Stormont now needs to be bolder and give dates out of lockdown

News Letter editorial of Monday April 12 2021:

Monday, 12th April 2021, 8:00 am
News Letter editorial

The full return of school pupils in Northern Ireland from today is a very welcome milestone in the easing of lockdown.

Children were out of school from last March until September, then from December until now.

It has left a major gap in their education, worst affecting disadvantaged children. Exam year pupils also suffered badly.

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There have been shocking reports of young people falling behind in essential areas of development such as literacy.

There are powerful arguments to be made that such closures were a gross over reaction to Covid, given that children are least at risk from the virus, and least likely to spread it. Teachers are no more at risk than shop workers.

There were also plausible arguments for closing schools, including the fear that keeping them open would have created a sense of normality and diminished other efforts to maintain social distancing.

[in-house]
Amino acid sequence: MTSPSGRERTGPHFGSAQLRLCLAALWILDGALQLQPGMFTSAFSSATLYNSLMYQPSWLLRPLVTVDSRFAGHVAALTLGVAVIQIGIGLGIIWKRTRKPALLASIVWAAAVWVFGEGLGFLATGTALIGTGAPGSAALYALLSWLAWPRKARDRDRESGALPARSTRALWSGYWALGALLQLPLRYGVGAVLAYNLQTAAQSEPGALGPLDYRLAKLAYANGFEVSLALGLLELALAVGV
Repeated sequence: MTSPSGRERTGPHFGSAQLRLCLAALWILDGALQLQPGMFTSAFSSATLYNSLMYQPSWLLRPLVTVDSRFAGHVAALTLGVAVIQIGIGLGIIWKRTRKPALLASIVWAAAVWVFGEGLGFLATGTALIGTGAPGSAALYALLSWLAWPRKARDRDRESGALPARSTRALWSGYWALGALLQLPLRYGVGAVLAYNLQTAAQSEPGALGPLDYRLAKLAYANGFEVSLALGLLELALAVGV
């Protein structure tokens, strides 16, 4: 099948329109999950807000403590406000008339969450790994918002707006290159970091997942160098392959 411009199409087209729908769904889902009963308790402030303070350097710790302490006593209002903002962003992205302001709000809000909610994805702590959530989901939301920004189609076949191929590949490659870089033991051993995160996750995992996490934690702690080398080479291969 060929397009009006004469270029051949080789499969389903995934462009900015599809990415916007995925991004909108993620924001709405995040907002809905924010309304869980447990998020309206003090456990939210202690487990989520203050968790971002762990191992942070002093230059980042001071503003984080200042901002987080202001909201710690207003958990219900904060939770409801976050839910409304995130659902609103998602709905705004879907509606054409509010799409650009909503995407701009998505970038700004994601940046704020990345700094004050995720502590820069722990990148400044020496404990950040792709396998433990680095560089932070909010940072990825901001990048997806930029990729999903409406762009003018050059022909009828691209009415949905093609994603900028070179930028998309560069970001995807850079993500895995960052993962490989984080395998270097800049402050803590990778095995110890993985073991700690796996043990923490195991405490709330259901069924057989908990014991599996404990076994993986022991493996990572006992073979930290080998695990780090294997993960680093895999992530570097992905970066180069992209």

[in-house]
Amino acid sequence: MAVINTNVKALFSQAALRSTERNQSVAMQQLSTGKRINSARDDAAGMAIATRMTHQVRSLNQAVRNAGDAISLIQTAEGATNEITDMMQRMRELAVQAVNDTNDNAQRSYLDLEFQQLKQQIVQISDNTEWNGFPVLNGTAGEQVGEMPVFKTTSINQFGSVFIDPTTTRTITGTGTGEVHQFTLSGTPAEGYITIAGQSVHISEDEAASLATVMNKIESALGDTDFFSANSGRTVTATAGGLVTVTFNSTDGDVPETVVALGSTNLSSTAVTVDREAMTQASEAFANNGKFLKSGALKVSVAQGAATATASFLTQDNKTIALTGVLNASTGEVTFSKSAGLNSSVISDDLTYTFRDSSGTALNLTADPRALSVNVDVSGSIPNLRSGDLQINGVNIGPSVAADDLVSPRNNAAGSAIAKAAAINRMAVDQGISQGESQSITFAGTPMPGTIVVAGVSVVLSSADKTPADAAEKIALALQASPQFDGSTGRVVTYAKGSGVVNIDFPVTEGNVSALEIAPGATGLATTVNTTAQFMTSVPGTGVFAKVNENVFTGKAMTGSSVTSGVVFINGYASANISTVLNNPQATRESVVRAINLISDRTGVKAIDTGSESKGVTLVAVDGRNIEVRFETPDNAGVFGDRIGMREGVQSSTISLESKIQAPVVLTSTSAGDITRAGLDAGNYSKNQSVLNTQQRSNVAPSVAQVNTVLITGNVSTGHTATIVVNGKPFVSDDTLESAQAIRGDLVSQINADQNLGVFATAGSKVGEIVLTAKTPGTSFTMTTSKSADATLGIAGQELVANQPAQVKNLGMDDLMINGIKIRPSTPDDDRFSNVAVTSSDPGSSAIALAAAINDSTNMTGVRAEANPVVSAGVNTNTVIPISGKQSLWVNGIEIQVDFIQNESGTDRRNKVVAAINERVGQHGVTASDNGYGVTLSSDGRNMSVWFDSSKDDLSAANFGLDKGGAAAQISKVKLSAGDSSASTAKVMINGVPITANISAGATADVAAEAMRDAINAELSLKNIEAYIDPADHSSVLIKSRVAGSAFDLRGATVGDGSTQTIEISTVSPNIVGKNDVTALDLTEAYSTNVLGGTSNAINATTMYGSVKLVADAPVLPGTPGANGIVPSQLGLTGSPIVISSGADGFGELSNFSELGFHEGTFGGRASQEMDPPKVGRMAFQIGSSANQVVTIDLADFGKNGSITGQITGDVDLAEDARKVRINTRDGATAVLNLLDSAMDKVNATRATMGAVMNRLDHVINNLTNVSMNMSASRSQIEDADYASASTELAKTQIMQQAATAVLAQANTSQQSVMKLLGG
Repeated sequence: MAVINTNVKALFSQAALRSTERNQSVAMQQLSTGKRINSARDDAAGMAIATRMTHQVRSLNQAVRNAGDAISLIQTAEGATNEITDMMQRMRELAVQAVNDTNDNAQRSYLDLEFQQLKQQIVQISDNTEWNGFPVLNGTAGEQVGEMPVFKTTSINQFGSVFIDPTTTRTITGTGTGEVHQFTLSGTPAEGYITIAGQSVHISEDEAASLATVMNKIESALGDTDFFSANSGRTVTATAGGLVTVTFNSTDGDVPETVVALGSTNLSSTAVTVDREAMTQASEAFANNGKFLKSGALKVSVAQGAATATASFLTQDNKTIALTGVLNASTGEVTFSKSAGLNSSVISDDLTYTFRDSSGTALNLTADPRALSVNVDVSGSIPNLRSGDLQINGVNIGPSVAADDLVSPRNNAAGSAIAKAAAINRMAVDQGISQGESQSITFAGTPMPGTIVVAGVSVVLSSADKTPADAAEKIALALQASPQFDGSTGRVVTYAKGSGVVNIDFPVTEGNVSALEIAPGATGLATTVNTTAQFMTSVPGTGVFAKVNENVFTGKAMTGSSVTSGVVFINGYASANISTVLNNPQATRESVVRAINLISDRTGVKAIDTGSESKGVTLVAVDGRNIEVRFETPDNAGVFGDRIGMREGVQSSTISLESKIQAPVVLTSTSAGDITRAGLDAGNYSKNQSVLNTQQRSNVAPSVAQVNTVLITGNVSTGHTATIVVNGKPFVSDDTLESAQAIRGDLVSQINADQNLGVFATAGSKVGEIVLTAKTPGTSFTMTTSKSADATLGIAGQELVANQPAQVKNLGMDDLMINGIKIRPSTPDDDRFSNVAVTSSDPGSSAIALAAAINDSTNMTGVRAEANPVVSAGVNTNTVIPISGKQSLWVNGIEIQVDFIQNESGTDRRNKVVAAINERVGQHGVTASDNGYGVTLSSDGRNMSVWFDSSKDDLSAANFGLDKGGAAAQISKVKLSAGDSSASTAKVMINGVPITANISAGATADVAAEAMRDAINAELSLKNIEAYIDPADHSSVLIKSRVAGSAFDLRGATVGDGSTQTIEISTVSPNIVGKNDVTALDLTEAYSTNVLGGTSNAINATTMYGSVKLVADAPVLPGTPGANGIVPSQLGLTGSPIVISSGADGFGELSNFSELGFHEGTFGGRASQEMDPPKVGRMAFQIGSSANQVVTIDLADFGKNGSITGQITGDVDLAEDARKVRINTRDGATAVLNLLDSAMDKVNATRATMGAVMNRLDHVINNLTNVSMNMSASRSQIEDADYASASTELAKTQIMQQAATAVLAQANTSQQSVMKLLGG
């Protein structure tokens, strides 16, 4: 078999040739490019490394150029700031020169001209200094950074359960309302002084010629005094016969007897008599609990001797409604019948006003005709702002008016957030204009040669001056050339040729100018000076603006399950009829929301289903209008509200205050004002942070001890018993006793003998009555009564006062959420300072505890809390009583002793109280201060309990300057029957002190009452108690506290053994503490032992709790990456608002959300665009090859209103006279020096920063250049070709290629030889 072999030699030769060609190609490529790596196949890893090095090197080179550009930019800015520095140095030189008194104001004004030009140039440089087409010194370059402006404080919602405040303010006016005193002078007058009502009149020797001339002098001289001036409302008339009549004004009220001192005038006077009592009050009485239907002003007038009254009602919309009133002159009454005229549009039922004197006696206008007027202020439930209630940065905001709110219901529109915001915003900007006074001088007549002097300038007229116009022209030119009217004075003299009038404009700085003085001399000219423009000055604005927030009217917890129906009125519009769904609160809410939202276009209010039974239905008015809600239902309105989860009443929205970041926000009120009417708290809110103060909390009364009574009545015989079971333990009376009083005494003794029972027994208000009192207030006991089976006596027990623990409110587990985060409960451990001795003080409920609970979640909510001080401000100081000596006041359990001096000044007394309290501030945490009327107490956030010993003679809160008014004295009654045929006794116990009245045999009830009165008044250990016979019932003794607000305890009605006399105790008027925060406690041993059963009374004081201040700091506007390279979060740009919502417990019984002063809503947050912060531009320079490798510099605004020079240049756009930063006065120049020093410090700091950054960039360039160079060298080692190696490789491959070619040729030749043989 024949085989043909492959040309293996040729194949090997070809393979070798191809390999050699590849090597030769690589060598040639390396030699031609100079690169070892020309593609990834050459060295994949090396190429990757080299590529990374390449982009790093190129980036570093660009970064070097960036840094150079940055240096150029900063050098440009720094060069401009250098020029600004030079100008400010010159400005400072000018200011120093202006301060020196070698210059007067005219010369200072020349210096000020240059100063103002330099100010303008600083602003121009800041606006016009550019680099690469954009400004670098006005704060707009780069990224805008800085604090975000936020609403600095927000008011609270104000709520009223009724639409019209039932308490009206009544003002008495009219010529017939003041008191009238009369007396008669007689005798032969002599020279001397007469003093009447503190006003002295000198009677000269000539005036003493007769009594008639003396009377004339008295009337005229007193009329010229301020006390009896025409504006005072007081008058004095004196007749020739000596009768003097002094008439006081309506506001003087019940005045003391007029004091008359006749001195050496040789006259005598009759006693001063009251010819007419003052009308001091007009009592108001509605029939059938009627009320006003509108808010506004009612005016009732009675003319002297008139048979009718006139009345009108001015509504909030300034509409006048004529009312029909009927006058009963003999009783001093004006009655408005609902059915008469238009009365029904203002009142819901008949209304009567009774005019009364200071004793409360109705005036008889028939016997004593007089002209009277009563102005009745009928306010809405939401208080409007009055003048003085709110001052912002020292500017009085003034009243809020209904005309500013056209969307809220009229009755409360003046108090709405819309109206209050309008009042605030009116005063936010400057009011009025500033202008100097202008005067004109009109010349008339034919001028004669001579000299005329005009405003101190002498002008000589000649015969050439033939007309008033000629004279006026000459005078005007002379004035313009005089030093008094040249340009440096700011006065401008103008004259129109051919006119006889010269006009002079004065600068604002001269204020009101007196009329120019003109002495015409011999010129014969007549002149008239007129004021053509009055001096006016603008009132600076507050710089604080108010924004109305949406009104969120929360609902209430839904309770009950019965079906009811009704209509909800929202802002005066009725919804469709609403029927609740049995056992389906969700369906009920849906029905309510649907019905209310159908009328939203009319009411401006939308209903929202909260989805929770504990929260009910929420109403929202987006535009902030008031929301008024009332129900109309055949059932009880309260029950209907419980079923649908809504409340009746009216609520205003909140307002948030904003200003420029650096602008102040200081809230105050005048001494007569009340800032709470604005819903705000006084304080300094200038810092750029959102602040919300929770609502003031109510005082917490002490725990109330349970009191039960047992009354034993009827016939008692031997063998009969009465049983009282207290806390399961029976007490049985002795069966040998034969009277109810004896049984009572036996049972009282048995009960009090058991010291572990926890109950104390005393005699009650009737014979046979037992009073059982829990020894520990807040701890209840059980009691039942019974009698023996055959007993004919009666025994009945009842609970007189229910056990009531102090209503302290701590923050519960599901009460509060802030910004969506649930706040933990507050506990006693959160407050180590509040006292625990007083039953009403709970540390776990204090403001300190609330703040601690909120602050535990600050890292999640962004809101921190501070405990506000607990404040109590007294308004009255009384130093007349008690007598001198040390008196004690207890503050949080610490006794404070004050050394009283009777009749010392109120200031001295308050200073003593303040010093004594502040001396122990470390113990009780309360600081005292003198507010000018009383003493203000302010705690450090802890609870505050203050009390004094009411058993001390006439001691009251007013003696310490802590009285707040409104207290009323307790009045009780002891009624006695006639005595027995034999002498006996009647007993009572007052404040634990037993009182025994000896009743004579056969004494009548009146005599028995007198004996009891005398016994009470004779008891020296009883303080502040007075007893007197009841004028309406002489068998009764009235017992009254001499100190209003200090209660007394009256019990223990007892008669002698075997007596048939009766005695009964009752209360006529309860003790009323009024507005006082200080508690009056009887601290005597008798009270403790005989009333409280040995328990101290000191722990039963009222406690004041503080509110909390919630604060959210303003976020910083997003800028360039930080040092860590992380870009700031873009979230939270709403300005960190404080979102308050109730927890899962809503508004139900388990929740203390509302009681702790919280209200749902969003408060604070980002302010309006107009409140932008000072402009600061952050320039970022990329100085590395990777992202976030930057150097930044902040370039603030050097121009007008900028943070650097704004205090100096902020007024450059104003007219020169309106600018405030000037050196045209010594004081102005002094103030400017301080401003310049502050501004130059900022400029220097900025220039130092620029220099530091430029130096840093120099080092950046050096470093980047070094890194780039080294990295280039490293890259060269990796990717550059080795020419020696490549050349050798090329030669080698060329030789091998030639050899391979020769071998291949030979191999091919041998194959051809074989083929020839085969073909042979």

Whether or not shutting classrooms for so long was the right decision remains to be seen. But in other areas of life, Northern Ireland is also moving very slowly out of lockdown.

There are from today modest relaxations of rules, such as that 10 people from two households can meet outdoors in a garden and 15 people can take part in outdoor sports training.

This is a much slower relaxation than England, which will allow pubs and restaurants to serve customers outside and hairdressers and non-essential shops to resume business.

No wonder business leaders in NI are exasperated and pleading once again for clear dates.

Northern Ireland has reached the milestone of 1 million vaccinations administered, more than half the population. The rollout of the doses is one of the key benefits of being part of a wealthy country, the UK, which is a pioneering in science.

Stormont now needs to be bolder and bring to an end an unfair situation in which much of the Province is untouched by lockdown while other sections, including small business owners, face huge damage, perhaps even ruin.

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Alistair Bushe

Editor